DiNapoli typifies weakness of state government

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Mr. Michael Dinnocenzo’s moist paean to Tom DiNapoli “Dr. (sic) Tom DiNapoli: man for the people” is a stunning display of blind obeisance.

Contrary to his Op-Ed, there is no man who is a better representative of Nassau and Albany’s cult of corruption and mediocrity. He is the exemplar of our political dysfunction.

Mr. DiNapoli got his start on a school board. This is often used an entry point for local politics, and he caught the eye of May Neuberger. Ms. Neuberger is most famously remembered for saying things in a very loud voice. She would help him further his career.

Mr. DiNapoli then had an undistinguished career in the New York State Assembly. That’s not Mr. DiNapoli’s fault, as all New York State Assemblymen have undistinguished careers. The state government is purposely designed to function this way, since the leadership controls everything that goes in and out of the process. Loyalty to them got you your favors done. This system would eventually serve Tom well.

With the resignation of Comptroller Alan Hevesi, New York needed someone to take over the position. As one of Sheldon Silver’s willing executioners, someone who could be relied upon to take orders and look the other way, Mr. Silver put up Tom DiNapoli. He was interviewed by a panel of two former state comptrollers, a former New York City Comptroller and a group of legislators on Jan. 24, 2007. Mr. DiNapoli was not amongst the three finalists recommended by the review panel. Despite his complete lack of qualifications, on Feb. 7, he was elected as state comptroller by the Legislature.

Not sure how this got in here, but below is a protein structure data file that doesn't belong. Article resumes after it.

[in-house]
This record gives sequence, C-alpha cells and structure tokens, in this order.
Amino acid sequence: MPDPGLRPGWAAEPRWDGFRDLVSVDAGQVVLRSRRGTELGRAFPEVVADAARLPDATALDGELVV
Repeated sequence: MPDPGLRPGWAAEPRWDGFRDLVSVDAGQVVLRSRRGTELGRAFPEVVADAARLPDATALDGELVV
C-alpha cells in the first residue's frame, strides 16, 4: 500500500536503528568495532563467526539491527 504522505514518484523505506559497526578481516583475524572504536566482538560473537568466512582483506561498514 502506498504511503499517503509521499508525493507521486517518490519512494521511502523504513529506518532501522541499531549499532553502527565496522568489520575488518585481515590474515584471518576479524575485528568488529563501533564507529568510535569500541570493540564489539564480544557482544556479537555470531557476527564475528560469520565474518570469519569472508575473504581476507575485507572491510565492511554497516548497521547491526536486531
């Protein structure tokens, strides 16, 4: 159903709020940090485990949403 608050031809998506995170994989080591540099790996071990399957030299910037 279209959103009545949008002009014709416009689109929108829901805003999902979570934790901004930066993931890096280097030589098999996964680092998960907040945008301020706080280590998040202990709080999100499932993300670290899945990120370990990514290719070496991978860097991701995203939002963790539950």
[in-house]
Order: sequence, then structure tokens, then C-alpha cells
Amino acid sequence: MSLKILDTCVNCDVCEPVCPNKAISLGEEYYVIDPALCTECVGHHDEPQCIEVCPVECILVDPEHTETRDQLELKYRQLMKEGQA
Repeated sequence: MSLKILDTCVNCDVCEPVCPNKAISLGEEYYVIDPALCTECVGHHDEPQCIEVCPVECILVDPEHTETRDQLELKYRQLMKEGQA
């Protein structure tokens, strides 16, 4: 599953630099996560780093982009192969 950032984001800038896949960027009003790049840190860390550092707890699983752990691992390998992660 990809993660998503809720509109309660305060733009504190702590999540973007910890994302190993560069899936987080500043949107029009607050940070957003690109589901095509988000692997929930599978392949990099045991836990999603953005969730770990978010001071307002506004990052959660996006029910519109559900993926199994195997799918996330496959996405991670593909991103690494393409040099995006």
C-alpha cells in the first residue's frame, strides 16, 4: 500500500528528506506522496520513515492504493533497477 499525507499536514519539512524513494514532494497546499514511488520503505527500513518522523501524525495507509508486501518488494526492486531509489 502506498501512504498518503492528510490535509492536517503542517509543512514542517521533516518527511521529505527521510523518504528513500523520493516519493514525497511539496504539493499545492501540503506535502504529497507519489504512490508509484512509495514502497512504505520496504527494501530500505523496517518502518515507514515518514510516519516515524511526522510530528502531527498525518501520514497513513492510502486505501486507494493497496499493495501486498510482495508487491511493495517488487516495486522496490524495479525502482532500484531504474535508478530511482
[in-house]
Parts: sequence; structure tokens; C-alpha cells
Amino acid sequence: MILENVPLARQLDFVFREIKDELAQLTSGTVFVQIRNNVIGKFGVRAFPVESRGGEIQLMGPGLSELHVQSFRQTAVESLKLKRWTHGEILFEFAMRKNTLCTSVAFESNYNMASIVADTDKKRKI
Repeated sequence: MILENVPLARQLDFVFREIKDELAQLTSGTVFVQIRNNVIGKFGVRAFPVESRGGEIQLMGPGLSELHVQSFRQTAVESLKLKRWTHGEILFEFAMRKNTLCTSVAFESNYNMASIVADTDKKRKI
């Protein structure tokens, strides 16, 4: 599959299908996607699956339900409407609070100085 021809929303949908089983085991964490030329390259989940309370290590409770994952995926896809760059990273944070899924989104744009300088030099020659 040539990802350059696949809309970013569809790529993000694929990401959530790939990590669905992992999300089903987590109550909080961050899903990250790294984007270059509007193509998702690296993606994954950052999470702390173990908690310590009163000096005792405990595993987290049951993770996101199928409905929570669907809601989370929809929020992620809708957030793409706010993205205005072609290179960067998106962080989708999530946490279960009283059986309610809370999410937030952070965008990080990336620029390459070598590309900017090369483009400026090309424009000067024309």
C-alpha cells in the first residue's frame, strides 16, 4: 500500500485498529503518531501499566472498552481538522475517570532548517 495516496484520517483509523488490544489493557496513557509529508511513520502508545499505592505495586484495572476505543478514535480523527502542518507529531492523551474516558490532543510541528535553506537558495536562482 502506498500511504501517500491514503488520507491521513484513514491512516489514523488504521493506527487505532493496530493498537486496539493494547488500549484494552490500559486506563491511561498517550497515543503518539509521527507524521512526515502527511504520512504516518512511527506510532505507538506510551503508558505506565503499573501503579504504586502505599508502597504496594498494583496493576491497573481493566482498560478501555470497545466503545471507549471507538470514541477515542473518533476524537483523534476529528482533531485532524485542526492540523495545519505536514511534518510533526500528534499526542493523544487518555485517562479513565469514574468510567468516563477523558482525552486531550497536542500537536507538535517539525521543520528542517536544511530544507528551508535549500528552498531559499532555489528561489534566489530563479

Thanks to Silver, who now awaits imprisonment for decades of corrupt practices which everyone in the Assembly swears to have never known of, after 20 years in elected office without evincing the slightest interest in financial matters, and with no fiscal background whatsoever, a man who didn’t even know what a spreadsheet looked like was now put in charge of the second largest pension fund in the United States of America. For Silver, Mr. DiNapoli was merely a chess piece to put on his board. And a man in that position is certainly capable of rewarding who was later to become New York State’s most famous felon.

That’s how the sausage is made. Despite the advice of experienced experts, Tom DiNapoli now sat in the same chair as Arthur Levitt, who later went on to run the Securities and Exchange Commission. And as with his years in the Assembly, Mr. DiNapoli brings no drive or imagination to his task.

Mr. DiNapoli’s studied ability to avoid any “trouble,” smile, and keep a low profile as corruption and fraud swirl around him is still one of his greatest political gifts. The MTA can be exposed for wasting billions and he sees nothing, Sergeant Schultz style. The Port Authority is a fiefdom of patronage and self-dealing that would embarrass an Afghan warlord, but that’s a “no fly” zone for our wholesome little boy. But God help the East Meadow Library when good old Tom discovers a few minor vendor claims that they simply must address. There’s a reason for that. It doesn’t indict any civil service union. That would cross a line our fearless “model of integrity in a public servant” dare not cross. He knows where his bread is buttered, and so do the gushing sycophants who were heaping praise on him when he was sworn in.

There is one common thread in Nassau’s political class: it is a closed cult of people driven purely by talentless ambition. And a group of useful idiots to blindly support them.

Donald Davret

Roslyn

 

 

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